Joseph Project: Job training program offers hope despite person's faults or failures

MILWAUKEE -- U.S. Senator Ron Johnson went back to his manufacturing roots on Monday, May 7.

Sen. Ron Johnson

“The number one attribute I was always looking in people who applied for work was, 'does this person have a good attitude?'" Johnson said.

Johnson spoke to the 49th and 50th classes to go through the Joseph Project, a job training program that he’s endorsed since it started in 2015 at Greater Praise Church of God in Christ in Milwaukee.

“If they’ve got a great attitude, they’ve got a mind for a change, generally we can help them," said Pastor Jerome Smith.

Joseph Project

Beth Hansen

Held every month, the Joseph Project involves four days of training, plus the guarantee of a job interview at the end, and it doesn’t shy away from a person’s faults or failures.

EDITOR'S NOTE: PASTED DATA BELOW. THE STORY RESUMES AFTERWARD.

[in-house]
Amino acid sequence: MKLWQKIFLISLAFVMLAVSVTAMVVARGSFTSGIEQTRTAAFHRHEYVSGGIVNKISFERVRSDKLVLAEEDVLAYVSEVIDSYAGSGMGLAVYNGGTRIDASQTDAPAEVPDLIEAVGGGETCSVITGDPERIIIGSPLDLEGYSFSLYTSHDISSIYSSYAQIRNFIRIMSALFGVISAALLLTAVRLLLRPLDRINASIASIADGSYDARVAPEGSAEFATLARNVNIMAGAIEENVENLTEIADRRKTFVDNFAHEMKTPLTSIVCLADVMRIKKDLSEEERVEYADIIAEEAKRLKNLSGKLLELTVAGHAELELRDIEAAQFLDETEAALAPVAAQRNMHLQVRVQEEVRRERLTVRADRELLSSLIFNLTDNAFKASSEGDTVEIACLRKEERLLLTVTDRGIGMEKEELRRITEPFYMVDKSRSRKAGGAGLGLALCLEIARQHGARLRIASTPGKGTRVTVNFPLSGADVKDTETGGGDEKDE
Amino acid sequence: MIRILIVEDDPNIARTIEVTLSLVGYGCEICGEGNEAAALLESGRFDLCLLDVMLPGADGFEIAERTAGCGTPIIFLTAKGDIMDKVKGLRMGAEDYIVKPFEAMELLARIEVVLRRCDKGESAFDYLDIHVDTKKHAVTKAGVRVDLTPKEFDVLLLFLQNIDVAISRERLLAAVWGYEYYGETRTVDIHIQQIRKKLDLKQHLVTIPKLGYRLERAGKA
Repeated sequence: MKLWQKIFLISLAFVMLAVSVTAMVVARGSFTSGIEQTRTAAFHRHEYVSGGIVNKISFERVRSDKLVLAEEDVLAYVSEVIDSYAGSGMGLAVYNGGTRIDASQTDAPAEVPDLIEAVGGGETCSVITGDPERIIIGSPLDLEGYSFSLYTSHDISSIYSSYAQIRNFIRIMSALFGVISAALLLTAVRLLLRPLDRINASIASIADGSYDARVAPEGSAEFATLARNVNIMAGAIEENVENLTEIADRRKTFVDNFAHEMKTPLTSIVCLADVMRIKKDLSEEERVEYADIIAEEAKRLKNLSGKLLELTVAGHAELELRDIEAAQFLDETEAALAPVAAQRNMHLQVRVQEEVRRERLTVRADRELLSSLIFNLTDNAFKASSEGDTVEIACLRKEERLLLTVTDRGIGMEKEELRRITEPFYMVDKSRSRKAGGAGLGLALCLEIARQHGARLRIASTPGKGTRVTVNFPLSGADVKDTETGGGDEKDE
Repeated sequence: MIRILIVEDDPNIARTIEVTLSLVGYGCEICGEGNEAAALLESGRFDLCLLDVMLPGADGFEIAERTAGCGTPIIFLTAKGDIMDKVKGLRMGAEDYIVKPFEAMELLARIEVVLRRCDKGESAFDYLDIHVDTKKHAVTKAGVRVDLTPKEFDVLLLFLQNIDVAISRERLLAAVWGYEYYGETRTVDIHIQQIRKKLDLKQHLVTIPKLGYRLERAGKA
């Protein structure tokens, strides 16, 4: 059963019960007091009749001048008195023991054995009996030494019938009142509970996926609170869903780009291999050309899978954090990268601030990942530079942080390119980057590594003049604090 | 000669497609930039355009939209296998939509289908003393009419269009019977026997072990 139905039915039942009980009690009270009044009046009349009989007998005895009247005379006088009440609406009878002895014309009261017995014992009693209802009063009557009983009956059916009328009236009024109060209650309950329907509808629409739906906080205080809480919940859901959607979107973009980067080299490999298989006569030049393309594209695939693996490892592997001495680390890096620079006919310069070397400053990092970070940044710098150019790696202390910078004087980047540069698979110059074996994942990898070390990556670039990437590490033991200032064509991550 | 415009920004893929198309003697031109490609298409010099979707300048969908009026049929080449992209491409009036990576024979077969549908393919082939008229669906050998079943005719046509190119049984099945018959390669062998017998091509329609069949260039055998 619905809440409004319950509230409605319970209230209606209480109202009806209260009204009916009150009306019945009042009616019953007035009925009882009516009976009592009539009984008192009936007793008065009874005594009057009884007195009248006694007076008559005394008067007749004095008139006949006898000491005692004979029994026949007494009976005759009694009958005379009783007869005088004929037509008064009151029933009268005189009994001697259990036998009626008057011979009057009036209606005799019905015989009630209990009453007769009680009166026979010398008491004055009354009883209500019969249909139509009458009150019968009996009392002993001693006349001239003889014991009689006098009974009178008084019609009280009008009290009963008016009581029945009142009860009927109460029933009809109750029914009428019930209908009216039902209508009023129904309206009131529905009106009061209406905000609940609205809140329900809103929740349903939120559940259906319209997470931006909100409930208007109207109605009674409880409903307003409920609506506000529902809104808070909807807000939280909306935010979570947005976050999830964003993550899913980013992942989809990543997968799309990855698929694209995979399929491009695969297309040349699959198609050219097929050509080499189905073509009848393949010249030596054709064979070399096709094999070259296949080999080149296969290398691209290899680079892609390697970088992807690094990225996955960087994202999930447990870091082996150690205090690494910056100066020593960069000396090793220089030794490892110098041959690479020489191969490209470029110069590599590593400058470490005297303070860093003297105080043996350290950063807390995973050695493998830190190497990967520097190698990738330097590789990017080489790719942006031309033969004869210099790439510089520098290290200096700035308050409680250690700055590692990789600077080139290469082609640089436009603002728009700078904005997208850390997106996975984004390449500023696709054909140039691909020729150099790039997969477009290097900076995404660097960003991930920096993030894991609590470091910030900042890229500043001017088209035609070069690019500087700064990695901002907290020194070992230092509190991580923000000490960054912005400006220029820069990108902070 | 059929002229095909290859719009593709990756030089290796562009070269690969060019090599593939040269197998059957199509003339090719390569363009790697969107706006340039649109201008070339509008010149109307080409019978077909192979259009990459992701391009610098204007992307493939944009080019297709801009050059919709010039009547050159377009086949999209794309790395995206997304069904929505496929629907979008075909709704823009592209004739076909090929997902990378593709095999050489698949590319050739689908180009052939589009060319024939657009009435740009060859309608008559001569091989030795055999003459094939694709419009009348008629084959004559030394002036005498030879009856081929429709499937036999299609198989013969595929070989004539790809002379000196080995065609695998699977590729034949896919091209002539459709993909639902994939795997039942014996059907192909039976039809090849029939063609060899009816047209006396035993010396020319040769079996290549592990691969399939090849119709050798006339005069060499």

“I got turned away from so many other places. They didn’t want to take me because of my background, because I was a felon, because of my addictions,"  said Beth Hansen, a graduate of the program.

Hansen now has a well-paying job with John Deere, and will be five years sober in September.

“Pastor Smith took me in, and he said 'yes, we’ll give you a chance,' and since then, my life hasn’t been the same," said Hansen.

“Their daughter is finally proud of them. Their parents are finally proud of them. Buy a car for the first time in their life. Driving to work. It’s transformed people’s lives," Johnson said, describing some of the powerful stories he's seen and heard.

Jeremiah Thompson

And it’s given hope to the next people facing similar obstacles.

“I just like to see how he made it, and it just gave me courage like, ‘if he did it, I know I can do it,'" Jeremiah Thompson, a member of Class 49, said of one of the other graduate's story.

A beacon of hope passed from one class to the next.